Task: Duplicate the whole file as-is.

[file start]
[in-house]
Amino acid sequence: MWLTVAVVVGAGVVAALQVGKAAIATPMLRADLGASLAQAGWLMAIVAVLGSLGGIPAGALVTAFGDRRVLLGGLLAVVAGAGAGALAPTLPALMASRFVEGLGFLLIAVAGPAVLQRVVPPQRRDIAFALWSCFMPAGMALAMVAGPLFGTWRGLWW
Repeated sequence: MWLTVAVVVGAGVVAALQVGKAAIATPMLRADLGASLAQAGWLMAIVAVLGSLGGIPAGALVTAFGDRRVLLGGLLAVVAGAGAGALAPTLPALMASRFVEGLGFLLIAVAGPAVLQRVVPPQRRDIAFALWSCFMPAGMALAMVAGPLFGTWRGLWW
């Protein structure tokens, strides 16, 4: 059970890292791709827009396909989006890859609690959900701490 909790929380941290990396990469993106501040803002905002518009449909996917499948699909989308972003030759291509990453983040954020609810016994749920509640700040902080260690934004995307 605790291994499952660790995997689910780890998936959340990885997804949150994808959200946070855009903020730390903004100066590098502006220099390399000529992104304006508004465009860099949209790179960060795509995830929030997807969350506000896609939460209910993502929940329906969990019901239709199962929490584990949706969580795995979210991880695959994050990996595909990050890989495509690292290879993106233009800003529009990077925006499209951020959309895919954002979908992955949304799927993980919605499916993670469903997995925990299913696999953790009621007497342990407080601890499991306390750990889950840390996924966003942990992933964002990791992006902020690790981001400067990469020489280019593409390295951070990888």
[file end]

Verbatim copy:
[in-house]
Amino acid sequence: MWLTVAVVVGAGVVAALQVGKAAIATPMLRADLGASLAQAGWLMAIVAVLGSLGGIPAGALVTAFGDRRVLLGGLLAVVAGAGAGALAPTLPALMASRFVEGLGFLLIAVAGPAVLQRVVPPQRRDIAFALWSCFMPAGMALAMVAGPLFGTWRGLWW
Repeated sequence: MWLTVAVVVGAGVVAALQVGKAAIATPMLRADLGASLAQAGWLMAIVAVLGSLGGIPAGALVTAFGDRRVLLGGLLAVVAGAGAGALAPTLPALMASRFVEGLGFLLIAVAGPAVLQRVVPPQRRDIAFALWSCFMPAGMALAMVAGPLFGTWRGLWW
């Protein structure tokens, strides 16, 4: 059970890292791709827009396909989006890859609690959900701490 909790929380941290990396990469993106501040803002905002518009449909996917499948699909989308972003030759291509990453983040954020609810016994749920509640700040902080260690934004995307 605790291994499952660790995997689910780890998936959340990885997804949150994808959200946070855009903020730390903004100066590098502006220099390399000529992104304006508004465009860099949209790179960060795509995830929030997807969350506000896609939460209910993502929940329906969990019901239709199962929490584990949706969580795995979210991880695959994050990996595909990050890989495509690292290879993106233009800003529009990077925006499209951020959309895919954002979908992955949304799927993980919605499916993670469903997995925990299913696999953790009621007497342990407080601890499991306390750990889950840390996924966003942990992933964002990791992006902020690790981001400067990469020489280019593409390295951070990888």